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Molecules 2015, 20(10), 19066-19084; doi:10.3390/molecules201019066

Article
Synthesis and Evaluation of New Pyrazoline Derivatives as Potential Anticancer Agents
1
Department of Pharmaceutical Chemistry, Faculty of Pharmacy, Anadolu University, Eskişehir 26470, Turkey
2
Department of Bioorganic Medicinal Chemistry, School of Pharmacy, Kumamoto University, Kumamoto 862-0973, Japan
3
Research Institute for Drug Discovery, School of Pharmacy, Kumamoto University, Kumamoto 862-0973, Japan
These authors contributed equally to this work.
*
Author to whom correspondence should be addressed.
Academic Editor: Jean Jacques Vanden Eynde
Received: 17 August 2015 / Accepted: 14 October 2015 / Published: 20 October 2015

Abstract

: New pyrazoline derivatives were synthesized and evaluated for their cytotoxic effects on AsPC-1 human pancreatic adenocarcinoma, U87 and U251 human glioblastoma cell lines. 1-[((5-(4-Methylphenyl)-1,3,4-oxadiazol-2-yl)thio)acetyl]-3-(2-thienyl)-5-(4-chlorophenyl)-2-pyrazoline (11) was found to be the most effective anticancer agent against AsPC-1 and U251 cell lines, with IC50 values of 16.8 µM and 11.9 µM, respectively. Tumor selectivity of compound 11 was clearly seen between Jurkat human leukemic T-cell line and human peripheral blood mononuclear cells (PBMC). Due to its promising anticancer activity, compound 11 was chosen for apoptosis/necrosis evaluation and DNA-cleavage analysis in U251 cells. Compound 11-treated U251 cells exhibited apoptotic phenotype at low concentration (1.5 µM). DNA-cleaving efficiency of this ligand was more significant than cisplatin and was clearly enhanced by Fe(II)-H2O2-ascorbic acid systems. This result pointed out the relationship between the DNA cleavage and the cell death.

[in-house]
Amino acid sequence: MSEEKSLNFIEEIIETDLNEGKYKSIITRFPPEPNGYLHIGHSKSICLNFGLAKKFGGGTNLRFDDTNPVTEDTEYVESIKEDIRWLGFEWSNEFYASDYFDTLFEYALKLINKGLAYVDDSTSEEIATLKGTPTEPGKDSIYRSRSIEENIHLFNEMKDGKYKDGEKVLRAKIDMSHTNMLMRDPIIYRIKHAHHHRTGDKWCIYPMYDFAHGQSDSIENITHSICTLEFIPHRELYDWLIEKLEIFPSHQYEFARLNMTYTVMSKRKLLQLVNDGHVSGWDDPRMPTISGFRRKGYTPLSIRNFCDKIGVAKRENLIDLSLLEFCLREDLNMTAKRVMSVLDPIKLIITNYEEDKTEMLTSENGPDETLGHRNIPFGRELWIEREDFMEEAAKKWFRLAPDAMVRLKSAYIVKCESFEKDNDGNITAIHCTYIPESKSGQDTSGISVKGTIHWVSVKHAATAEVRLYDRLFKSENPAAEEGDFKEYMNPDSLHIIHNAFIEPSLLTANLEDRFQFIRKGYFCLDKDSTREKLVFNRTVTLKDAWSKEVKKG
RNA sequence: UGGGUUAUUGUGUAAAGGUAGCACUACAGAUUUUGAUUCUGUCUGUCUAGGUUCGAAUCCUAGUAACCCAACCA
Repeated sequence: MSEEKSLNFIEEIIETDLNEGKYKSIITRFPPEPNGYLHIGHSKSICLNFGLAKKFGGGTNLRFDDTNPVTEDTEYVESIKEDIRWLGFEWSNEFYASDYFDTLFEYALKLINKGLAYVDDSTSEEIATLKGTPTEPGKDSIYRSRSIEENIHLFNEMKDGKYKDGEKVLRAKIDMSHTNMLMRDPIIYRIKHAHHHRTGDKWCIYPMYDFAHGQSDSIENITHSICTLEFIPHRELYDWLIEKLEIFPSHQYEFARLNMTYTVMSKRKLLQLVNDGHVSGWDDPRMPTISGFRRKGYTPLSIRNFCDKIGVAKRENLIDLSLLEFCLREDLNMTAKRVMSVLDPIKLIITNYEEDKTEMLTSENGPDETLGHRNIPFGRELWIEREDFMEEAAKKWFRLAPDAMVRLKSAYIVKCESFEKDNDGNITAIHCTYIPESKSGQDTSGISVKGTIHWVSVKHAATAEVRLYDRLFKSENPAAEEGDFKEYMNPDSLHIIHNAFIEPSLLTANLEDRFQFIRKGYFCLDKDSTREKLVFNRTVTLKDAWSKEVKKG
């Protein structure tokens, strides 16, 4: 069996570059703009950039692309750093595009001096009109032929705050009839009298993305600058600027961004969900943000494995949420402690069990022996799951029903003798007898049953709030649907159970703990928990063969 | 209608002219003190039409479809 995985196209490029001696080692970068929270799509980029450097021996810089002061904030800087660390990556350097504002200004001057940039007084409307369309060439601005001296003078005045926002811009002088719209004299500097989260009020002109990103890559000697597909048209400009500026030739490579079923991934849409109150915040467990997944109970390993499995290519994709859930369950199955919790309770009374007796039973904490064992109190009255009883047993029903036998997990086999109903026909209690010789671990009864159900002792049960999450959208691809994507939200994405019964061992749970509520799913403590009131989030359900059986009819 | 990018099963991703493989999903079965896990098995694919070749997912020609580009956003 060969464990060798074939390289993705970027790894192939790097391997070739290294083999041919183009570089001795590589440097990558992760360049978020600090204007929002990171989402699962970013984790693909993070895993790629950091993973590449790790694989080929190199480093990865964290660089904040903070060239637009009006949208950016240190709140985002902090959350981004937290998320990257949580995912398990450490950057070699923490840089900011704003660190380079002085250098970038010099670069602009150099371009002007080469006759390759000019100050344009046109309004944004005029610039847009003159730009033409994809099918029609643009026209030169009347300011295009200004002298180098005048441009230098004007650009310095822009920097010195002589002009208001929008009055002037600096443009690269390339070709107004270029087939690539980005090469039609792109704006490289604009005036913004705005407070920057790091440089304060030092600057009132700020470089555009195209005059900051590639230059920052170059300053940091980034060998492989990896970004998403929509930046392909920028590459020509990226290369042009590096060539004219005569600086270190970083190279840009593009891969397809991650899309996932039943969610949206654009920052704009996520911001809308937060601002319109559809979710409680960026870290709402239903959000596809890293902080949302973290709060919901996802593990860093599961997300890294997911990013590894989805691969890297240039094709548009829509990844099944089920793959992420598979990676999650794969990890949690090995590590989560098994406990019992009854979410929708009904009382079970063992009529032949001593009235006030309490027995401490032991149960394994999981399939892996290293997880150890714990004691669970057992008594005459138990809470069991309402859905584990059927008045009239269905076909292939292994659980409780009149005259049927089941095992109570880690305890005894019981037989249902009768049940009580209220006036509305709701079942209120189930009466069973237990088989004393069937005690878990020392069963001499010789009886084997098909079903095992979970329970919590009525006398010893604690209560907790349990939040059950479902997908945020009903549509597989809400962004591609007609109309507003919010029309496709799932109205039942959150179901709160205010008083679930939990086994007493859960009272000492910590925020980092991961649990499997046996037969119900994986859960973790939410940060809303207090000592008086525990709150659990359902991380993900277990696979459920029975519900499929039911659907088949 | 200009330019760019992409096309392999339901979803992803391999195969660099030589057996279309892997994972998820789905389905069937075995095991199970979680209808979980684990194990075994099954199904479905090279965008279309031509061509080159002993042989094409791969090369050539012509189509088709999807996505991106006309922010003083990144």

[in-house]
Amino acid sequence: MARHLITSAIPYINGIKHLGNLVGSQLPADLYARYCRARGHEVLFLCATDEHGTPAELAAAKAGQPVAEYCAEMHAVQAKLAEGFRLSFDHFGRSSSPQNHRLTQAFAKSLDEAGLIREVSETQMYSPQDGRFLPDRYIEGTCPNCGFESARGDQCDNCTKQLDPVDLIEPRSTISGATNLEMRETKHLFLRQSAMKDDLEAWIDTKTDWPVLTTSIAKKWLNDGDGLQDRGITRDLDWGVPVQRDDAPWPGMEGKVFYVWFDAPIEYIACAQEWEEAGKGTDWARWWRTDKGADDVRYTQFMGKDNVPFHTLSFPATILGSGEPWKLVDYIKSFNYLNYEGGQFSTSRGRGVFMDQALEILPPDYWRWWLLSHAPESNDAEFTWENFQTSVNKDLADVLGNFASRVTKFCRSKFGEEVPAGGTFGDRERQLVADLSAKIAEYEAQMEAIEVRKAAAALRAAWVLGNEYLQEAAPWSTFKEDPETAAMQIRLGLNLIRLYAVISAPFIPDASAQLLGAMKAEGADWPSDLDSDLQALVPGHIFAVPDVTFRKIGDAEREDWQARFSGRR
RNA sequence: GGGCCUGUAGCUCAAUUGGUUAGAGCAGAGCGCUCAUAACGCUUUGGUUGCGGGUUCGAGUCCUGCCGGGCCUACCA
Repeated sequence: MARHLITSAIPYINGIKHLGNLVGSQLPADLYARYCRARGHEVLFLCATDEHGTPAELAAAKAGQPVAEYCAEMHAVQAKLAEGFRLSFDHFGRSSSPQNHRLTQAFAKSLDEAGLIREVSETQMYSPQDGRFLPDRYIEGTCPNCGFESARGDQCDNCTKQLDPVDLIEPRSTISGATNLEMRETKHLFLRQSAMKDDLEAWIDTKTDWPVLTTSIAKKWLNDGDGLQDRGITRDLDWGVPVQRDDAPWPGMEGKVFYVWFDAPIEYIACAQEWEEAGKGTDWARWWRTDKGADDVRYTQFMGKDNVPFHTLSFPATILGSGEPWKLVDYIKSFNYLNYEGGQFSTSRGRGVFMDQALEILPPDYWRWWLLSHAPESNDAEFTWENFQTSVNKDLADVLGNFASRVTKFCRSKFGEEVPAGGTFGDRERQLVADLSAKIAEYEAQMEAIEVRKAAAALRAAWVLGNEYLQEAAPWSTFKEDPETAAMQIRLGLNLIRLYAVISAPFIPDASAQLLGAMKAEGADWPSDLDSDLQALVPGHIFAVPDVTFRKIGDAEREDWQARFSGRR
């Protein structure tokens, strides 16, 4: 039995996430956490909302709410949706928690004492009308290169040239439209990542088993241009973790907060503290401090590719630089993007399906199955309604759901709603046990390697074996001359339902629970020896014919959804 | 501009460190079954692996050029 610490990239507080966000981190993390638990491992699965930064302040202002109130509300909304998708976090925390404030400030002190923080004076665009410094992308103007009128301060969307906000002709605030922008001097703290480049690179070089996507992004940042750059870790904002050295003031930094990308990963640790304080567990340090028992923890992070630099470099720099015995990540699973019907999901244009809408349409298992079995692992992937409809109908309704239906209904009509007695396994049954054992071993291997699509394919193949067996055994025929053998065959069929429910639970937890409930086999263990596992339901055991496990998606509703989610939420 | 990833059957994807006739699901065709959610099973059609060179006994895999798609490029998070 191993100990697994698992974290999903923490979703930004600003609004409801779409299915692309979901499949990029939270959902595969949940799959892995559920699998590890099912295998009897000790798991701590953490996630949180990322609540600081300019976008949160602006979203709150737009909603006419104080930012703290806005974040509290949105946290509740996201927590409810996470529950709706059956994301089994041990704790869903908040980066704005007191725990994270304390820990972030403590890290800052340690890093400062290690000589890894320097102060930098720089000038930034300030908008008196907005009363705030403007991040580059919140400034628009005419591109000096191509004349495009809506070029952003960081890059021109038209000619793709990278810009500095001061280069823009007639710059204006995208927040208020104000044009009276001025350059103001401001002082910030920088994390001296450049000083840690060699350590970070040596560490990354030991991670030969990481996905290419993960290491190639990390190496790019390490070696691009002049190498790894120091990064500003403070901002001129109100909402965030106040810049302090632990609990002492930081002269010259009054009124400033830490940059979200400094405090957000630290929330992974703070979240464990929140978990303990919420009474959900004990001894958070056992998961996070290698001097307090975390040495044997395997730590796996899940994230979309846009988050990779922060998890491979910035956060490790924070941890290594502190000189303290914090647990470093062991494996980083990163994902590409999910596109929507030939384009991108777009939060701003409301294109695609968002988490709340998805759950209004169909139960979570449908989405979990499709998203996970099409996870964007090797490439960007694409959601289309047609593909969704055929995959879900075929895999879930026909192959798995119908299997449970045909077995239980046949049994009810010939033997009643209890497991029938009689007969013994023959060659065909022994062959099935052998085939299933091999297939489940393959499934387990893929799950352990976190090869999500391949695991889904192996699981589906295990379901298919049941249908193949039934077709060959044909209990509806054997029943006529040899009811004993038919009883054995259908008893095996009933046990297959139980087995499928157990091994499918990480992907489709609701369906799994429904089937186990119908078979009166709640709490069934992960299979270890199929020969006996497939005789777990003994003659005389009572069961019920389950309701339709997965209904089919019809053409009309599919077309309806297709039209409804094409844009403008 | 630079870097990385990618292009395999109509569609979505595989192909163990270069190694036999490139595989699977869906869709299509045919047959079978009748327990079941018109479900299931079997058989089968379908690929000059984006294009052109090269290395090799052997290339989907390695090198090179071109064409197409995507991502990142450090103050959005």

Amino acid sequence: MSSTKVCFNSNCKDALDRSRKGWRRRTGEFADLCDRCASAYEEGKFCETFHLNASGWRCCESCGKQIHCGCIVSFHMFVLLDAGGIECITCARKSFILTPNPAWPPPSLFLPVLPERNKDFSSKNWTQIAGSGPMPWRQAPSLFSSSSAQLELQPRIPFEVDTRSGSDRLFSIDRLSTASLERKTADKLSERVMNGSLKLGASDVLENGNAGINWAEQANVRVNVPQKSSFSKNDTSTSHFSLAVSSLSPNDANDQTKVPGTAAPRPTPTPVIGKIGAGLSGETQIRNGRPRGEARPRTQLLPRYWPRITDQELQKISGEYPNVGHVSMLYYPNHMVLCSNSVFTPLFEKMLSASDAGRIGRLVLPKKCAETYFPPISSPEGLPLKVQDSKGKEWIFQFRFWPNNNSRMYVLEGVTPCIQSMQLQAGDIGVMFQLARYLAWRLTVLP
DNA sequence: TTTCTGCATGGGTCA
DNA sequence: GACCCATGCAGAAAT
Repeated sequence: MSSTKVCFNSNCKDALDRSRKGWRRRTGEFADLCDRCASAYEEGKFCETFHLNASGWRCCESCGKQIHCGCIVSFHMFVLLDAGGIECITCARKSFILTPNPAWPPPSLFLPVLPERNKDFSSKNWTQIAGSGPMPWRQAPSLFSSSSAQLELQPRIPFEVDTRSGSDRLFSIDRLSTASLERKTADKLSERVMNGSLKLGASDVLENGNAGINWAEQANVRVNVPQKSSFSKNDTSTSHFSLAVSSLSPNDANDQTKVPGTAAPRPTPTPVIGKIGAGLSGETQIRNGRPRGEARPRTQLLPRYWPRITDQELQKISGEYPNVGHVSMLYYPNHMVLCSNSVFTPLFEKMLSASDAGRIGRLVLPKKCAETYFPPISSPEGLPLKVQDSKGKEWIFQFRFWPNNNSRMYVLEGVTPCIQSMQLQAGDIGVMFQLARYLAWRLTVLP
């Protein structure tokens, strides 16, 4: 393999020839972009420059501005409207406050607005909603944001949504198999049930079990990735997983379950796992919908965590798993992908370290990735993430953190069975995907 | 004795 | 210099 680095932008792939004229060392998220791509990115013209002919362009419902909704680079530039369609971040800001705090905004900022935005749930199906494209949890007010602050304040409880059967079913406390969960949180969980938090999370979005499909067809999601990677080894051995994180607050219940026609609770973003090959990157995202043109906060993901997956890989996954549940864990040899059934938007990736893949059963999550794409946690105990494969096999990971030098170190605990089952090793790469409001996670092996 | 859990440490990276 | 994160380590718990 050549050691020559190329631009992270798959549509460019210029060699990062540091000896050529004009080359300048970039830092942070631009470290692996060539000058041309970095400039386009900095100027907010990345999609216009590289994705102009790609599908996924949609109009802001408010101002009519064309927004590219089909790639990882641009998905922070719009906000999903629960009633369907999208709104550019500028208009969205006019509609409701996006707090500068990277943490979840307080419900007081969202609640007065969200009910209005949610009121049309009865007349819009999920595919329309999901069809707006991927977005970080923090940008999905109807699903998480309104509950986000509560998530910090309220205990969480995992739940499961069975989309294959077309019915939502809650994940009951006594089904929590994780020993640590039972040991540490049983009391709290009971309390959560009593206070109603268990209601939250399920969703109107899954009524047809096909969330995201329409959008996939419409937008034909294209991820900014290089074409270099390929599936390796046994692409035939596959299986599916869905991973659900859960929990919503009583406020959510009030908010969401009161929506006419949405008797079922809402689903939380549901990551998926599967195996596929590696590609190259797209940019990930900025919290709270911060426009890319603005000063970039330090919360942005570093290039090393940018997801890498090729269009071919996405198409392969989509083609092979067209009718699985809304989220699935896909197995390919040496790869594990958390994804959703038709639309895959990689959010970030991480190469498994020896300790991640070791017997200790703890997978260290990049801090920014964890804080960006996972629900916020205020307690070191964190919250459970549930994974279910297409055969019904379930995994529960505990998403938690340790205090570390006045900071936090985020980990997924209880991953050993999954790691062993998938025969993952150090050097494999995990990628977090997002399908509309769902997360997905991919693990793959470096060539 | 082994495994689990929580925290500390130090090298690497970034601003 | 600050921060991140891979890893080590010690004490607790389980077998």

Keywords:
pyrazoline; oxadiazole; anticancer activity; apoptosis; DNA cleavage

1. Introduction

Cancer is not a single disease, but a large group of diseases characterized by uncontrolled, rapid, and pathological proliferation of abnormally transformed cells. Despite recent advances in cancer therapy, cancer is still the second leading cause of death after cardiovascular disorders throughout the world [1,2,3,4].

Resistance to chemotherapeutic agents remains a key challenge in the fight against cancer. Another challenge for chemotherapy is lack of selectivity. Generally anticancer drugs destroy normal cells as well as cancer cells and often cause serious adverse effects. Therefore, new antineoplastic agents are continually under development to selectively destroy tumour cells or at least limit their proliferation [1,2,3,4].